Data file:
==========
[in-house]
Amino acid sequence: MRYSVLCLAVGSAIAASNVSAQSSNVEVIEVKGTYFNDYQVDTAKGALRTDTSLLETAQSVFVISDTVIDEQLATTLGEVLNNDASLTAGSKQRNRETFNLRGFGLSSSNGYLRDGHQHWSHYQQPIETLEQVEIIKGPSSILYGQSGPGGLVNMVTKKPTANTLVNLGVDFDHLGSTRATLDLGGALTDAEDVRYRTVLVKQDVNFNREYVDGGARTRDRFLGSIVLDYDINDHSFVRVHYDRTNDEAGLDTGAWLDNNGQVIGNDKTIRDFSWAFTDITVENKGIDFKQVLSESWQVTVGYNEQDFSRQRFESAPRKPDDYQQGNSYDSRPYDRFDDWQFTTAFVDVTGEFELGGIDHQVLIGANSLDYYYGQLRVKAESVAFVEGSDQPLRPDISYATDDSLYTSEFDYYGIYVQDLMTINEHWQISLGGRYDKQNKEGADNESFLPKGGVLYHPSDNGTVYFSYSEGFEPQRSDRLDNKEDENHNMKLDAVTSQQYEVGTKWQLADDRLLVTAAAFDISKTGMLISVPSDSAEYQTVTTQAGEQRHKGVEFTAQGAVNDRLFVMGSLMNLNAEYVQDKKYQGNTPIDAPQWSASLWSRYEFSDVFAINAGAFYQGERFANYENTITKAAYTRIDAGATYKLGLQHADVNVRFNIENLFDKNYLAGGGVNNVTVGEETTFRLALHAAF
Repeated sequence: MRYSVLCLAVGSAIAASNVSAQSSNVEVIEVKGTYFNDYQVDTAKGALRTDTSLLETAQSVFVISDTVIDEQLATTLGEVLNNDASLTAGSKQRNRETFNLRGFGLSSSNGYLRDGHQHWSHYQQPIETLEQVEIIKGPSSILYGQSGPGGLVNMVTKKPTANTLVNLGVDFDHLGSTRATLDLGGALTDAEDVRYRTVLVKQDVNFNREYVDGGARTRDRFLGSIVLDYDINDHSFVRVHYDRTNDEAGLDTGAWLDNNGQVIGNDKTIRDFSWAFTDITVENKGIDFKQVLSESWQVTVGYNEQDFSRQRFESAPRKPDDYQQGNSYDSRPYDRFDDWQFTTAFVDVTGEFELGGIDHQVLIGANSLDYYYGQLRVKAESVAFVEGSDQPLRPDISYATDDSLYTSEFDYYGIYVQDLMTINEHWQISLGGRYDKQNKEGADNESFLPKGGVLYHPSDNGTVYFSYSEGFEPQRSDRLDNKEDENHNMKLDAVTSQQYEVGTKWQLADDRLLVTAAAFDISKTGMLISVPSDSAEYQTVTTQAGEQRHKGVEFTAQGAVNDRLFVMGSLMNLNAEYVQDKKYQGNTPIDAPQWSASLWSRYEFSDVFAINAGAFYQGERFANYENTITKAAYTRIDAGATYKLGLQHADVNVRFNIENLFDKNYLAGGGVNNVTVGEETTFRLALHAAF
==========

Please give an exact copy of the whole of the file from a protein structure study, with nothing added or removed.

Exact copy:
[in-house]
Amino acid sequence: MRYSVLCLAVGSAIAASNVSAQSSNVEVIEVKGTYFNDYQVDTAKGALRTDTSLLETAQSVFVISDTVIDEQLATTLGEVLNNDASLTAGSKQRNRETFNLRGFGLSSSNGYLRDGHQHWSHYQQPIETLEQVEIIKGPSSILYGQSGPGGLVNMVTKKPTANTLVNLGVDFDHLGSTRATLDLGGALTDAEDVRYRTVLVKQDVNFNREYVDGGARTRDRFLGSIVLDYDINDHSFVRVHYDRTNDEAGLDTGAWLDNNGQVIGNDKTIRDFSWAFTDITVENKGIDFKQVLSESWQVTVGYNEQDFSRQRFESAPRKPDDYQQGNSYDSRPYDRFDDWQFTTAFVDVTGEFELGGIDHQVLIGANSLDYYYGQLRVKAESVAFVEGSDQPLRPDISYATDDSLYTSEFDYYGIYVQDLMTINEHWQISLGGRYDKQNKEGADNESFLPKGGVLYHPSDNGTVYFSYSEGFEPQRSDRLDNKEDENHNMKLDAVTSQQYEVGTKWQLADDRLLVTAAAFDISKTGMLISVPSDSAEYQTVTTQAGEQRHKGVEFTAQGAVNDRLFVMGSLMNLNAEYVQDKKYQGNTPIDAPQWSASLWSRYEFSDVFAINAGAFYQGERFANYENTITKAAYTRIDAGATYKLGLQHADVNVRFNIENLFDKNYLAGGGVNNVTVGEETTFRLALHAAF
Repeated sequence: MRYSVLCLAVGSAIAASNVSAQSSNVEVIEVKGTYFNDYQVDTAKGALRTDTSLLETAQSVFVISDTVIDEQLATTLGEVLNNDASLTAGSKQRNRETFNLRGFGLSSSNGYLRDGHQHWSHYQQPIETLEQVEIIKGPSSILYGQSGPGGLVNMVTKKPTANTLVNLGVDFDHLGSTRATLDLGGALTDAEDVRYRTVLVKQDVNFNREYVDGGARTRDRFLGSIVLDYDINDHSFVRVHYDRTNDEAGLDTGAWLDNNGQVIGNDKTIRDFSWAFTDITVENKGIDFKQVLSESWQVTVGYNEQDFSRQRFESAPRKPDDYQQGNSYDSRPYDRFDDWQFTTAFVDVTGEFELGGIDHQVLIGANSLDYYYGQLRVKAESVAFVEGSDQPLRPDISYATDDSLYTSEFDYYGIYVQDLMTINEHWQISLGGRYDKQNKEGADNESFLPKGGVLYHPSDNGTVYFSYSEGFEPQRSDRLDNKEDENHNMKLDAVTSQQYEVGTKWQLADDRLLVTAAAFDISKTGMLISVPSDSAEYQTVTTQAGEQRHKGVEFTAQGAVNDRLFVMGSLMNLNAEYVQDKKYQGNTPIDAPQWSASLWSRYEFSDVFAINAGAFYQGERFANYENTITKAAYTRIDAGATYKLGLQHADVNVRFNIENLFDKNYLAGGGVNNVTVGEETTFRLALHAAF